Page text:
Natalie Dean (Chair), Emory University, COPSS Leadership Academy
Claire Bowen, Urban Institute, COPSS Leadership Academy
Amita Manatunga, Emory University, COPSS
Jim Rosenberger, NISS
David S. Matteson, NISS, Cornell University
Mary Ryan, Yale University
Lingzhou Xue, Penn State, COPSS Leadership Academy, NISS
About the Speakers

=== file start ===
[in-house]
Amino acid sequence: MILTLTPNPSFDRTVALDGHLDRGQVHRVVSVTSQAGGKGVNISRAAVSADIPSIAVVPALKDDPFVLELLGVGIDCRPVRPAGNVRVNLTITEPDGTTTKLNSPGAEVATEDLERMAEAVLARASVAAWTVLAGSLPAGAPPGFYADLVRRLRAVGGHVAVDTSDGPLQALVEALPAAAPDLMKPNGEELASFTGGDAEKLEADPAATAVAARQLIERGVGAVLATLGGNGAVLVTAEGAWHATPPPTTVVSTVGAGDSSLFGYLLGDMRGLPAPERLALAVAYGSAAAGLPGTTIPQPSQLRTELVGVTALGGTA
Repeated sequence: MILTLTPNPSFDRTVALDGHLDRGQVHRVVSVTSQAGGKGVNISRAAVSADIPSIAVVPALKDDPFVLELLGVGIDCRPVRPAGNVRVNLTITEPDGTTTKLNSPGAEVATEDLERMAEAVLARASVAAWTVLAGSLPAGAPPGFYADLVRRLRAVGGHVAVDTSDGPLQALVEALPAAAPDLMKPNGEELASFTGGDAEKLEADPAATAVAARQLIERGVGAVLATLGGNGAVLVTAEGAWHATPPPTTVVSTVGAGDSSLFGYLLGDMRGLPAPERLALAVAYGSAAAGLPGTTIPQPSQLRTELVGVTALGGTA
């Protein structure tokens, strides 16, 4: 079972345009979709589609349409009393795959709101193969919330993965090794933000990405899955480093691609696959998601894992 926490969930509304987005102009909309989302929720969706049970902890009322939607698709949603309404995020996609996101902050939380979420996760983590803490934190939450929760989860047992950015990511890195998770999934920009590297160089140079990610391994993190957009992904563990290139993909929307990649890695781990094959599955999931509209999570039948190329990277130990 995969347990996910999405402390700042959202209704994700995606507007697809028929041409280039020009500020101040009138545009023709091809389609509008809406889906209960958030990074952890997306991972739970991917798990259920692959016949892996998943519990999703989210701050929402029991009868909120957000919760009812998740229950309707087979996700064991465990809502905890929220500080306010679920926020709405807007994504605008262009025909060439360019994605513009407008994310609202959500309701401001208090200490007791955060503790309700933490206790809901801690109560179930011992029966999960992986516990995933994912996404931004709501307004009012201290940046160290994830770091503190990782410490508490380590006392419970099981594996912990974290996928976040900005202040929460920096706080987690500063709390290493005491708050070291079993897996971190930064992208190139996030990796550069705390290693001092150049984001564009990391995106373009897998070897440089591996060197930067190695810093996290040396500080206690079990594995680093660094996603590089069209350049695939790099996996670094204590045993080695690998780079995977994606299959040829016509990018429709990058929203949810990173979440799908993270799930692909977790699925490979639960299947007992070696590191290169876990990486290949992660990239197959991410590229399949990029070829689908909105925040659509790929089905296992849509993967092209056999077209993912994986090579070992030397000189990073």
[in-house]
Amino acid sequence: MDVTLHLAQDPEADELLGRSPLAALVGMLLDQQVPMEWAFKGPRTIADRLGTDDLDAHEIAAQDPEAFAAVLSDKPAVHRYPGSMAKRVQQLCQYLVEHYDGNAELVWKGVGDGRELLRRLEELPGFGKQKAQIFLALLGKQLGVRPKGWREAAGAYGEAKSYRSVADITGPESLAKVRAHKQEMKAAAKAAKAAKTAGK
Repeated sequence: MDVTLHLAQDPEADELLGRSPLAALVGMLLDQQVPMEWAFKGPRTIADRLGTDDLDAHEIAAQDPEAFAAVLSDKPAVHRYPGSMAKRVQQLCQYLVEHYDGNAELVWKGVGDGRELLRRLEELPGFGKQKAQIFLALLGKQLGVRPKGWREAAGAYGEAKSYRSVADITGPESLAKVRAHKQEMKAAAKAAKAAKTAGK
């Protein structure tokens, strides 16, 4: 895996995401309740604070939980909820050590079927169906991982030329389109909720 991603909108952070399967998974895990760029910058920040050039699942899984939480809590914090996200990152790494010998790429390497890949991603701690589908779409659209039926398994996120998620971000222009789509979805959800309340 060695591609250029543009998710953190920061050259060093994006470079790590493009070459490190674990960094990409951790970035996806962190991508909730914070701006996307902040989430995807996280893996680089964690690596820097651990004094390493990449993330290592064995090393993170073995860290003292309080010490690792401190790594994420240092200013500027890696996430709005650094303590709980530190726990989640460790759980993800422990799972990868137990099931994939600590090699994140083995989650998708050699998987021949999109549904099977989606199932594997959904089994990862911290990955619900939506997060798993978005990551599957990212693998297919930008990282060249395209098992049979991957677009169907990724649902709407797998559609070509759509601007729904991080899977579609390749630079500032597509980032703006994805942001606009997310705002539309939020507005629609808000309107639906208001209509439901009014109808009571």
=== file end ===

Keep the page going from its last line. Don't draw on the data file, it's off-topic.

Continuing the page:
Patrick Ball has spent thirty years doing quantitative analysis for truth commissions, non-governmental organizations, international criminal tribunals, and United Nations missions. His work has been conducted in El Salvador, Ethiopia, Guatemala, Haiti, South Africa, Chad, Sri Lanka, East Timor, Sierra Leone, South Africa, Kosovo, Liberia, Perú, Colombia, the Democratic Republic of Congo, and Syria. Patrick began working in the human rights field in El Salvador in 1991. From 1993 to 2003, he worked in several capacities in the Science and Human Rights Program at the American Association for the Advancement of Science, where he began recruiting colleagues to build HRDAG. While working on human rights cases in Guatemala during the late 1990s, Patrick worked with partners to adopt strong cryptography to protect witnesses. From 2003 to 2013, he was Vice President for Human Rights Programs and the Chief Scientific Officer at Benetech, a nonprofit technology company in Silicon Valley. While at Benetech, he helped to develop Martus, a free, open source software application that allows users anywhere in the world to securely gather and organize information about human rights violations. From 2013 through 2015, Patrick was Executive Director of HRDAG; on December 1, 2015, he became HRDAG’s Director of Research.